Linked with Stephen Lendman – USA.
Published on Global Research.ca, by Stephen Lendman, April 21, 2008.
Consumers in rich countries feel it in supermarkets but in the world’s poorest ones people are starving. The reason – soaring food prices, and it’s triggered riots around the world in places like Mexico, Indonesia, Yemen, the Philippines, Cambodia, Morocco, Senegal, Uzbekistan, Guinea, Mauritania, Egypt, Cameroon, Bangladesh, Burkina Faso, Ivory Coast, Peru, Bolivia and Haiti that was once nearly food self-sufficient but now relies on imports for most of its supply and (like other food-importing countries) is at the mercy of agribusiness.
Wheat shortages in Peru are acute enough to have the military make bread with potato flour (a native crop). In Pakistan, thousands of troops guard trucks carrying wheat and flour. In Thailand, rice farmers take shifts staying awake nights guarding their fields from thieves. The crop’s price has about doubled in recent months, it’s the staple for half or more of the world’s population, but rising prices and fearing scarcity have prompted some of the world’s largest producers to export less – Thailand (the world’s largest exporter), Vietnam, India, Egypt, Cambodia with others likely to follow as world output lags demand. Producers of other grains are doing the same like Argentina, Kazakhstan and China. The less they export, the higher prices go.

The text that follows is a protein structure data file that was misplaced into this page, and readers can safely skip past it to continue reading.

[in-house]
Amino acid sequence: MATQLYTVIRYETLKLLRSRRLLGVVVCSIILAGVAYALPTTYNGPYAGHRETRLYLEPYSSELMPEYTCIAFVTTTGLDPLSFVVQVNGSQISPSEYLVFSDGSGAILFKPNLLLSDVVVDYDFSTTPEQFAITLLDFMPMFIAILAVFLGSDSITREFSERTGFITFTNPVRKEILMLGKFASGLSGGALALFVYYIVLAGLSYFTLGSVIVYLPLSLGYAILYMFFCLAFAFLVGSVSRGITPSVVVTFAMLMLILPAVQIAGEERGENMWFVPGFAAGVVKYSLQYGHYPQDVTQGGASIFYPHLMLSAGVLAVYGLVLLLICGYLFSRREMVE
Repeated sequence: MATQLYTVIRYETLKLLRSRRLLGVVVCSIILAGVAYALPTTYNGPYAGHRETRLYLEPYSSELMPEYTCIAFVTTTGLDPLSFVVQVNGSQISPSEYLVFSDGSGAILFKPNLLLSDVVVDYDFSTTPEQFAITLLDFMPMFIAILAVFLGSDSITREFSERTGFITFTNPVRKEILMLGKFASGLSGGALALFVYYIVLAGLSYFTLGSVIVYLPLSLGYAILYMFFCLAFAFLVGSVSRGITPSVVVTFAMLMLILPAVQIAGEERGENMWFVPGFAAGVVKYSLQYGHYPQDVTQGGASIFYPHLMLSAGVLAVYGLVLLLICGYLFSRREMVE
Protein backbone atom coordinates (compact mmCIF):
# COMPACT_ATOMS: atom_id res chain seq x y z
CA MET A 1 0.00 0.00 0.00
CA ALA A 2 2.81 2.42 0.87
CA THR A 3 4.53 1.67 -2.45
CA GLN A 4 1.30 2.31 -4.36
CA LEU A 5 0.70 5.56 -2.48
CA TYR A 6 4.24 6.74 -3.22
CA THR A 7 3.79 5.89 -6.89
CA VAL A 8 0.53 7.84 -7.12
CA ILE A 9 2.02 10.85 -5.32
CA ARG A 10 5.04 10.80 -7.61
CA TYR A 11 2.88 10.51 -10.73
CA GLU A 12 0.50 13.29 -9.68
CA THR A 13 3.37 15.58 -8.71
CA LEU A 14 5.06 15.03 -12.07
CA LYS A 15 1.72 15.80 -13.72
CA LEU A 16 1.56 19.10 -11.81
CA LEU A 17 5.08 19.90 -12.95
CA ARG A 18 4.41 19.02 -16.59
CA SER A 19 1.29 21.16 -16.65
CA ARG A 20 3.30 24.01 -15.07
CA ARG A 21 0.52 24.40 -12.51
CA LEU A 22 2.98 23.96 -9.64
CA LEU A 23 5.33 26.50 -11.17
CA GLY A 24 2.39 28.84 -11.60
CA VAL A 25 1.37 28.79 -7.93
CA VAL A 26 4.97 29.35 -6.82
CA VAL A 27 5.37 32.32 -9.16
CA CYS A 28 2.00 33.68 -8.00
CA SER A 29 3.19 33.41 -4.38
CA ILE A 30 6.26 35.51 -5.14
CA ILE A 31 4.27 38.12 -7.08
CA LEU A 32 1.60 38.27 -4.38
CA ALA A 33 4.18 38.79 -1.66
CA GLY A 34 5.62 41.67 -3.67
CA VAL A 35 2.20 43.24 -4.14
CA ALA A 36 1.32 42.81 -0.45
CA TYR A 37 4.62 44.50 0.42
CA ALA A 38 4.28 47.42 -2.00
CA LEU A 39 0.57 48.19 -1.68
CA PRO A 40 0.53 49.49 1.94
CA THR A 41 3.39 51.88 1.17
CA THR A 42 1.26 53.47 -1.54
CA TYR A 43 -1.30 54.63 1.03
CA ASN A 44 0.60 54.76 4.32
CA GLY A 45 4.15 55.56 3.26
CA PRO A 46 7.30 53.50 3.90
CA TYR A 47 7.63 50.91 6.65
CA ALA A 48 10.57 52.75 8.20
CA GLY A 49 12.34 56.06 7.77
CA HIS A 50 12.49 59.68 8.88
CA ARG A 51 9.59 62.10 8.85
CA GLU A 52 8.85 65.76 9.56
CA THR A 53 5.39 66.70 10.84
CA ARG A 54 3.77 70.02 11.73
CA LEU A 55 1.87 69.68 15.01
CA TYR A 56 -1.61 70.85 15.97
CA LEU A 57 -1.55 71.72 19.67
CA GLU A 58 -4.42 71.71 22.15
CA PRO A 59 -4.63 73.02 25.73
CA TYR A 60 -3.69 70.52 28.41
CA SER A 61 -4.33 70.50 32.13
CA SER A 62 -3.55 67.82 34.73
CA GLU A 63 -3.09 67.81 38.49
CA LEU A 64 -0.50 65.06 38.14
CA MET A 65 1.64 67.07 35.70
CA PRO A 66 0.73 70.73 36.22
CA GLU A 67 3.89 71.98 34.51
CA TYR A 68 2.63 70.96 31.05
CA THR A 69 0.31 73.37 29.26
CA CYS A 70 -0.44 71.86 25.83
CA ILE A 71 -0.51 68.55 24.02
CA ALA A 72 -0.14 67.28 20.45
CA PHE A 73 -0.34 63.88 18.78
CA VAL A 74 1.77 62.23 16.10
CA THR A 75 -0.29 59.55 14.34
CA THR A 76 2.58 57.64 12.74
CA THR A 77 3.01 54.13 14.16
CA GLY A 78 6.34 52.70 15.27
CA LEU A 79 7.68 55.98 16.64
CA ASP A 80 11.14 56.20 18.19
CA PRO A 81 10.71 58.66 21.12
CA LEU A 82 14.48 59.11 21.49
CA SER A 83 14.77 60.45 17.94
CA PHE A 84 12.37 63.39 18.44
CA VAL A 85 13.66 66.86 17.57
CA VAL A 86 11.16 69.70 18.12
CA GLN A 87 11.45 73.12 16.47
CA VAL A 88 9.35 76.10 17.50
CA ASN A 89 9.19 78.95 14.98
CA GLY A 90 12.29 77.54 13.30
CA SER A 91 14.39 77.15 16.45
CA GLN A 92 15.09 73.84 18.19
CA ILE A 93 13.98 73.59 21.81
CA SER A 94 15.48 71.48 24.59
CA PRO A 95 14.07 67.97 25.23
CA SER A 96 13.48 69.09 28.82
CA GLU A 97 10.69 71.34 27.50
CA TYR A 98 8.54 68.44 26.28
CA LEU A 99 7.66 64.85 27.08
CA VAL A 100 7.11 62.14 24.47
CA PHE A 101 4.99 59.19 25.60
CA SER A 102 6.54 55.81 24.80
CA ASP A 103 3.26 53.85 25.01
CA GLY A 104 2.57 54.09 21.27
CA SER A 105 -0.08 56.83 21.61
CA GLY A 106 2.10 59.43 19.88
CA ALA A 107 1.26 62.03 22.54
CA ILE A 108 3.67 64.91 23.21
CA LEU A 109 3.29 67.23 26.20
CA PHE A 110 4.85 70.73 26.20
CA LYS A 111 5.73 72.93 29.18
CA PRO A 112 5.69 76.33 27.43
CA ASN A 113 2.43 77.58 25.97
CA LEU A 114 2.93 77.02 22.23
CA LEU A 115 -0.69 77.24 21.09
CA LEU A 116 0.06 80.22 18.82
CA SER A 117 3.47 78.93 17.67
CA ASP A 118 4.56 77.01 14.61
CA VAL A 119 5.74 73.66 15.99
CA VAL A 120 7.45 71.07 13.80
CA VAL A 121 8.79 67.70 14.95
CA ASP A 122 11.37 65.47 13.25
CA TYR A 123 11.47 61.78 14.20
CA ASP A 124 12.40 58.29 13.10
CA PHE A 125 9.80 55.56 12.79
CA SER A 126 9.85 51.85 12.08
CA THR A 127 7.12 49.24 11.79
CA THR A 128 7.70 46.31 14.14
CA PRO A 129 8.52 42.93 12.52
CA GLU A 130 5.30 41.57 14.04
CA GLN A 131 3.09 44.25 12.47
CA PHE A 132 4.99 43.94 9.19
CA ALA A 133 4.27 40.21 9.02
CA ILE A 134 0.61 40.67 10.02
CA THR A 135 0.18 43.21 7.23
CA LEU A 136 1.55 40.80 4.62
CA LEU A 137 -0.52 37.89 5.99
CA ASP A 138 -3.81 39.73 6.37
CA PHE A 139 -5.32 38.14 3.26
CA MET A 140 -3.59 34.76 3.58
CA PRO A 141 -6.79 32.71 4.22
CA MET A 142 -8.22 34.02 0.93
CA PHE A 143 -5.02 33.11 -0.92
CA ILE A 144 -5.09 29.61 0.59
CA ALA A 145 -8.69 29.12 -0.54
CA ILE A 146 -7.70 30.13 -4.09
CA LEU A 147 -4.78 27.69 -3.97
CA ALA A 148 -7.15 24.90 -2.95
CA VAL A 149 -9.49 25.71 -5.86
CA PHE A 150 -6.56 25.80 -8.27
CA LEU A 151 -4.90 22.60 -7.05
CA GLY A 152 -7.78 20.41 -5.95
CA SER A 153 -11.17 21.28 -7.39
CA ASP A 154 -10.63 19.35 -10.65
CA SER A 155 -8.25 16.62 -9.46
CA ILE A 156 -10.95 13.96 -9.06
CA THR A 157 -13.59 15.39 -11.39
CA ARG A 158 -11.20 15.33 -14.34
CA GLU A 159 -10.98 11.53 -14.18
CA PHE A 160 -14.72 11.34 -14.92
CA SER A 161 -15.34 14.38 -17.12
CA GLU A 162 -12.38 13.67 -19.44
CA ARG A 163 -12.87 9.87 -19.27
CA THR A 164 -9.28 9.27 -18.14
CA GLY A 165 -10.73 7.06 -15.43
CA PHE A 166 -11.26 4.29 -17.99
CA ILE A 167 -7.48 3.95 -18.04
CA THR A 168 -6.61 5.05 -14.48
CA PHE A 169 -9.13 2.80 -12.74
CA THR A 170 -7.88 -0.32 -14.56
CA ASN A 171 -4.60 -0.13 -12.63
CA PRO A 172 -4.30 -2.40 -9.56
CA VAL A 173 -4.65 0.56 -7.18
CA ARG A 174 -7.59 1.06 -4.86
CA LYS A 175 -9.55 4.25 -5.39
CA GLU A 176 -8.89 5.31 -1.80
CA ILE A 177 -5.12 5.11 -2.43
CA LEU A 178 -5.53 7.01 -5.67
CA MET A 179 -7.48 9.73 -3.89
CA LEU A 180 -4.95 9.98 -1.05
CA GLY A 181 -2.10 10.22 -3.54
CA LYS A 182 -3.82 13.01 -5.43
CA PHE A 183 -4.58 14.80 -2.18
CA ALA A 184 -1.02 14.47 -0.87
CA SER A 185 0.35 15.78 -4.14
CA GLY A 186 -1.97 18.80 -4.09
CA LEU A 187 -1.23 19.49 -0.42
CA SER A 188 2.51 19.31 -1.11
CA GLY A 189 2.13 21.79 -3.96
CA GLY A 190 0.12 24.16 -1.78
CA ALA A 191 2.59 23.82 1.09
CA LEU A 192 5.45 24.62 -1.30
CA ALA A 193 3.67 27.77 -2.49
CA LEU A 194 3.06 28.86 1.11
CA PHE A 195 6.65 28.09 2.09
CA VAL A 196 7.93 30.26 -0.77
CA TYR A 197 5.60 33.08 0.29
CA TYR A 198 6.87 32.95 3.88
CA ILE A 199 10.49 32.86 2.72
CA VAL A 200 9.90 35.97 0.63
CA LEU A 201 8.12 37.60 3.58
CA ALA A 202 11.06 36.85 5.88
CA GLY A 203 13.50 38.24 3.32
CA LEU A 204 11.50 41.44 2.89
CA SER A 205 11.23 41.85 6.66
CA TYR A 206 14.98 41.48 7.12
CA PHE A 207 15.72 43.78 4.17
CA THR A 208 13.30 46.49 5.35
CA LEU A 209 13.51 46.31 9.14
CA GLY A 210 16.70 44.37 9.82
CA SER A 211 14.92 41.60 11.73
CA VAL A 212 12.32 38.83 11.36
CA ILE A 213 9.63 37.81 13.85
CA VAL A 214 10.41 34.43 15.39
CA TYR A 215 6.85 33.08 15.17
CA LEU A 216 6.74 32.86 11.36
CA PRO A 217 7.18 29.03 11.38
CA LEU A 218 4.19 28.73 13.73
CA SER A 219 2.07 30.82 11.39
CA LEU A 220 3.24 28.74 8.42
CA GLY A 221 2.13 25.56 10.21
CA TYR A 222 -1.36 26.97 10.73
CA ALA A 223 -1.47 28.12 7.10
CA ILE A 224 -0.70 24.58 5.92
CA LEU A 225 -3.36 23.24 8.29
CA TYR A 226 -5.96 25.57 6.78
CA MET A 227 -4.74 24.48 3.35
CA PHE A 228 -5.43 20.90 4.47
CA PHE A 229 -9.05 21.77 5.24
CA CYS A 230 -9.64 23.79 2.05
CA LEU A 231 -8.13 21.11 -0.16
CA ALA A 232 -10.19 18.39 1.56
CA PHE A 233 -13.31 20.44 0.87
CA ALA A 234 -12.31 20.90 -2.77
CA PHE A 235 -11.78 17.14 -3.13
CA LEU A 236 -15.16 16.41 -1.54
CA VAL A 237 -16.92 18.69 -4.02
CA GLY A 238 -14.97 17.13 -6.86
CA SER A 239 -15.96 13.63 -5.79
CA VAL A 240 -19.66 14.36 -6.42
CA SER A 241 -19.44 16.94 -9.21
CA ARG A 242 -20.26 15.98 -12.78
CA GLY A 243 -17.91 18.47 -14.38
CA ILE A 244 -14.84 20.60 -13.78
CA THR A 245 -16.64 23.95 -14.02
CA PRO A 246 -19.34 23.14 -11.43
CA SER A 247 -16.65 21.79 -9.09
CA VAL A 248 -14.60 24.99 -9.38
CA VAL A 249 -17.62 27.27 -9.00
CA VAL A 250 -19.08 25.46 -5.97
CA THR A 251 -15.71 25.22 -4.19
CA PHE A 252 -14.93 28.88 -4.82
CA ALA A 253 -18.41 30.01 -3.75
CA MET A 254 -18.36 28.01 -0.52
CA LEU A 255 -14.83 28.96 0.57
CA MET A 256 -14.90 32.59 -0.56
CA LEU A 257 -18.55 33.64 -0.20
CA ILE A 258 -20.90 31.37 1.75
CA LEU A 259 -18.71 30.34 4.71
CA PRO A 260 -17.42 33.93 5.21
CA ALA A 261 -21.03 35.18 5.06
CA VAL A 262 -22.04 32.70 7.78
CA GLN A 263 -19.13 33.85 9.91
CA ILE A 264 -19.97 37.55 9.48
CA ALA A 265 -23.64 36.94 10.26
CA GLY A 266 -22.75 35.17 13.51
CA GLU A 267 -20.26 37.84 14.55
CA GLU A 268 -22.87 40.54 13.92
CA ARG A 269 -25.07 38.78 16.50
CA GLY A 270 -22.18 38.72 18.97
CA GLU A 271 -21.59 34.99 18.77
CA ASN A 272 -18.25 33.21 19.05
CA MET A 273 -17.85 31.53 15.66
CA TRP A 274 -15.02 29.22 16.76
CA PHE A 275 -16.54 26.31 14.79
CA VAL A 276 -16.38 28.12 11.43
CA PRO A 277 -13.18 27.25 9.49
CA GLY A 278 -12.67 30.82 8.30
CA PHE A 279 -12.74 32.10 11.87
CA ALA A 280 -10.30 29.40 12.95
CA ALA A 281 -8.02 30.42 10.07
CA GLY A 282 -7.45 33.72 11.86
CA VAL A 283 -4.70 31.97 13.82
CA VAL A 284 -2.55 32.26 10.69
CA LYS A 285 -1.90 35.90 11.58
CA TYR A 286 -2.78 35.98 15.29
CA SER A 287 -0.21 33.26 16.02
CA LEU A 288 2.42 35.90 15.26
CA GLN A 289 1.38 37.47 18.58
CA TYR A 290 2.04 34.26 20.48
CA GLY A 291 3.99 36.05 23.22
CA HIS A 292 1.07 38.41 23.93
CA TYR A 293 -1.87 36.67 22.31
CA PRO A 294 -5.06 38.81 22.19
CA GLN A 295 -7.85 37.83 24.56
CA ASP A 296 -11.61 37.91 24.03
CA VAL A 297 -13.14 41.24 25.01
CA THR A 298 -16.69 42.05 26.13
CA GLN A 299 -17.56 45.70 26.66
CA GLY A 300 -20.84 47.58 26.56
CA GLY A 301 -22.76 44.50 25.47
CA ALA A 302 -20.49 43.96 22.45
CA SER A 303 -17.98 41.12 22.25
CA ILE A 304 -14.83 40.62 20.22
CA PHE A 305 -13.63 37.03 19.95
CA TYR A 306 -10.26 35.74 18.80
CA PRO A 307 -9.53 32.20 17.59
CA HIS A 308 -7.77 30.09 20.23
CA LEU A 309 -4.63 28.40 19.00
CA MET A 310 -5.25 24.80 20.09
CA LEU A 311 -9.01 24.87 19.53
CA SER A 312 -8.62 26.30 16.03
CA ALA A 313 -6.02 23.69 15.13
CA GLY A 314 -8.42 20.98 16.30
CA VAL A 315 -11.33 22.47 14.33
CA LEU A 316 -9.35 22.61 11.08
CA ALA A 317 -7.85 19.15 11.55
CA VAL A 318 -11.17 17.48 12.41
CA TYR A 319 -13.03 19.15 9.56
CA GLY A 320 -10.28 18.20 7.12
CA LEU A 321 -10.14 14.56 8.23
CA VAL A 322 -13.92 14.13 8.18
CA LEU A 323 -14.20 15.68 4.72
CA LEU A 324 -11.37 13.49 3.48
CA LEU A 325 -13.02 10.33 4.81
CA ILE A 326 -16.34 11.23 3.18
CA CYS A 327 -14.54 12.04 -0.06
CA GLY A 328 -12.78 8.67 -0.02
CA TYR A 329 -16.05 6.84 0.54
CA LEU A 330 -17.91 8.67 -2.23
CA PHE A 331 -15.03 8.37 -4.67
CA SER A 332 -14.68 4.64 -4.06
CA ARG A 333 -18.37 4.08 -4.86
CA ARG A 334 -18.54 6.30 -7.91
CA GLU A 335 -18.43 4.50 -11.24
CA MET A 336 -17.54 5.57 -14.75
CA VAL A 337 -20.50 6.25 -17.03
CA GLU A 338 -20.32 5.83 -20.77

Other factors are high oil prices and transportation costs, growing demand, commodity speculation, pests in southeast Asia, a 10 year Australian drought, floods in Bangladesh and elsewhere, a 45 day cold snap in China, and other natural but mostly manipulated factors like crop diversion for biofuels have combined to create a growing world crisis with more on this below. It’s at the same time millions of Chinese and Indians have higher incomes, are changing their eating habits, and are consuming more meat, chicken and other animal products that place huge demands on grains to produce.
Here’s a UK April 8 Times online snapshot of the situation in parts of Asia: …
… This is the brave new world neoliberal schemers have in mind. They’re well along with their plans, marginally diverted by today’s economic distress, well aware that growing world protests that could prove hugely disruptive, but very focused, nonetheless, on finding clever ways to push ahead with what’s worked pretty well for them so far, so they’re not about to let human misery jeopardize big profits.
If they won’t reform, people have to do it for them, and throughout history that’s how it’s always worked. Over time, the stakes keep rising as the threats become greater, and today they may be as great as they’ve ever been.
What better time for a new social movement like those in the past that were pivotal forces for change. Famed community organizer Saul Alinsky knew the way to beat organized money is with organized people. In combination, they’ve succeeded by taking to the streets, striking, boycotting, challenging authority, disrupting business, paying with their lives and ultimately prevailing by knowing change never comes from the top down. It’s always from the grassroots, from the bottom up, and what better time for it than now. It’s high time democracy worked for everyone, that destructive GMO and biofuels schemes won’t be tolerated, and that “America the Beautiful” won’t any longer just be for elites and no one else. (full text).